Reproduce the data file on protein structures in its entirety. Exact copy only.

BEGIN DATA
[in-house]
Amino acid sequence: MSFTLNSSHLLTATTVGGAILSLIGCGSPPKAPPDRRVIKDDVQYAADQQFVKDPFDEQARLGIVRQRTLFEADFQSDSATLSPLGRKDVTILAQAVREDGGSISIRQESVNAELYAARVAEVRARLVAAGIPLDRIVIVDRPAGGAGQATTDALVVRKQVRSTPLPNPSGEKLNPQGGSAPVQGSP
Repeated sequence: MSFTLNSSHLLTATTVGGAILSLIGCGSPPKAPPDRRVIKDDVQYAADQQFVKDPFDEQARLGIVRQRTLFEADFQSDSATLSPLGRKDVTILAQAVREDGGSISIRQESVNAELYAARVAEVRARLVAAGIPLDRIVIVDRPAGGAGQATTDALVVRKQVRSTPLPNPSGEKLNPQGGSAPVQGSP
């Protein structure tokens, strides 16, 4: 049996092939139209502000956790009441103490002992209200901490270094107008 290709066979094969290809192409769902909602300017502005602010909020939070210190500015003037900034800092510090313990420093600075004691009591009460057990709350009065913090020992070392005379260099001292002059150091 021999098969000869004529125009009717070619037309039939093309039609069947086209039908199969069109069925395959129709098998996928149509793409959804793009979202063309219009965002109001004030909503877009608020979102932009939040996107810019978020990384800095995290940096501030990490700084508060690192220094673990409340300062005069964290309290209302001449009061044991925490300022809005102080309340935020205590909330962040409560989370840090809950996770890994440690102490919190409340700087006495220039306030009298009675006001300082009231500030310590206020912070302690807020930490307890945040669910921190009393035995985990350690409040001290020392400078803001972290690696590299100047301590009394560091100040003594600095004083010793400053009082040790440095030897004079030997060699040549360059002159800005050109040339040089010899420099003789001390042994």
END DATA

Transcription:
[in-house]
Amino acid sequence: MSFTLNSSHLLTATTVGGAILSLIGCGSPPKAPPDRRVIKDDVQYAADQQFVKDPFDEQARLGIVRQRTLFEADFQSDSATLSPLGRKDVTILAQAVREDGGSISIRQESVNAELYAARVAEVRARLVAAGIPLDRIVIVDRPAGGAGQATTDALVVRKQVRSTPLPNPSGEKLNPQGGSAPVQGSP
Repeated sequence: MSFTLNSSHLLTATTVGGAILSLIGCGSPPKAPPDRRVIKDDVQYAADQQFVKDPFDEQARLGIVRQRTLFEADFQSDSATLSPLGRKDVTILAQAVREDGGSISIRQESVNAELYAARVAEVRARLVAAGIPLDRIVIVDRPAGGAGQATTDALVVRKQVRSTPLPNPSGEKLNPQGGSAPVQGSP
């Protein structure tokens, strides 16, 4: 049996092939139209502000956790009441103490002992209200901490270094107008 290709066979094969290809192409769902909602300017502005602010909020939070210190500015003037900034800092510090313990420093600075004691009591009460057990709350009065913090020992070392005379260099001292002059150091 021999098969000869004529125009009717070619037309039939093309039609069947086209039908199969069109069925395959129709098998996928149509793409959804793009979202063309219009965002109001004030909503877009608020979102932009939040996107810019978020990384800095995290940096501030990490700084508060690192220094673990409340300062005069964290309290209302001449009061044991925490300022809005102080309340935020205590909330962040409560989370840090809950996770890994440690102490919190409340700087006495220039306030009298009675006001300082009231500030310590206020912070302690807020930490307890945040669910921190009393035995985990350690409040001290020392400078803001972290690696590299100047301590009394560091100040003594600095004083010793400053009082040790440095030897004079030997060699040549360059002159800005050109040339040089010899420099003789001390042994």